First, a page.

Astronomers have captured an image of a dense clump of dust orbiting around a young star — and they're saying it could be our first glimpse of a planet in the very earliest stages of formation. Back in 2014, astronomers released an unprecedented image of a planet-forming disk around a young star called HL Tau. The image, captured by the Atacama Large Millimetre/submillimeter Array (ALMA), showed gaps in the outer disk, likely caused by planet-like objects that are drawing in dust along their orbits. But the inner portion of the disk was relatively featureless; the thick dust within the interior was too opaque for the short one millimetre radio wavelengths received by ALMA.
The 2014 ALMA image of HL Tau. The inner region appeared to be relatively featureless. Image: ALMA (NRAO/ESO/NAOJ); C. Brogan, B. Saxton (NRAO/AUI/NSF).
Now, after tuning into the star at a 7mm wavelength with the Karl G. Jansky Very Large Array (VLA), an international team of astronomers have imaged this inner region, revealing a distinct clump of dust. At this longer wavelength, dust emissions appears thinner, allowing for a more detailed look at the thick interior. The details of this work now appears at Astrophysical Journal Letters (pre-print here).
"We believe this clump of dust represents the earliest stage in the formation of protoplanets, and this is the first time we've seen that stage," noted Thomas Henning, of the Max Planck Institute for Astronomy (MPIA), in a news release.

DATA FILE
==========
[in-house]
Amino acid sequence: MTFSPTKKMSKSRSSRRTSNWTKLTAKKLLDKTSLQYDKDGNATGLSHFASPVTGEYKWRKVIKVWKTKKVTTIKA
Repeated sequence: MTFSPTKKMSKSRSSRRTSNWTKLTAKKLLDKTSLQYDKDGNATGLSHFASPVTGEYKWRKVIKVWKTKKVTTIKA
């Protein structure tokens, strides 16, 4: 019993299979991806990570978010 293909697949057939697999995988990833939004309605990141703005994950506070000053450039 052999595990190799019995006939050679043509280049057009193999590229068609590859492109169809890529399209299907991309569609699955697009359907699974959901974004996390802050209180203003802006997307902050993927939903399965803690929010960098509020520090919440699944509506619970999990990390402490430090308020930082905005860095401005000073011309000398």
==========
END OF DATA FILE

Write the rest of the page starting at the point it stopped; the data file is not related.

The combined 2016 ALMA/VLA image of HL Tau. Image: Carrasco-Gonzalez, et al.; Bill Saxton, NRAO/AUI/NSF
The clump is about three to eight times the mass of the Earth, and it contains grains as large as 1cm in diameter. The inner protoplanetary disk is where Earth-like planets likely form. Over time, gravity brings these clumps of dust closer and closer together. Eventually, they collect enough mass to form solid bodies that continue to grow into planets.
"This is an important discovery, because we have not yet been able to observe most stages in the process of planet formation," added Carlos Carrasco-Gonzalez from the Institute of Radio Astronomy and Astrophysics (IRyA) of the National Autonomous University of Mexico (UNAM). "This is quite different from the case of star formation, where, in different objects, we have seen stars in different stages of their life cycle. With planets, we haven't been so fortunate, so getting a look at this very early stage in planet formation is extremely valuable."
HL Tau is located about 450 light-years away, and it's only about a million years old. According to pre-existing theory, protoplanetary disks aren't supposed to be so well developed at such an early stage. But as the VLA data shows, the planet-formation process occurs faster than we thought.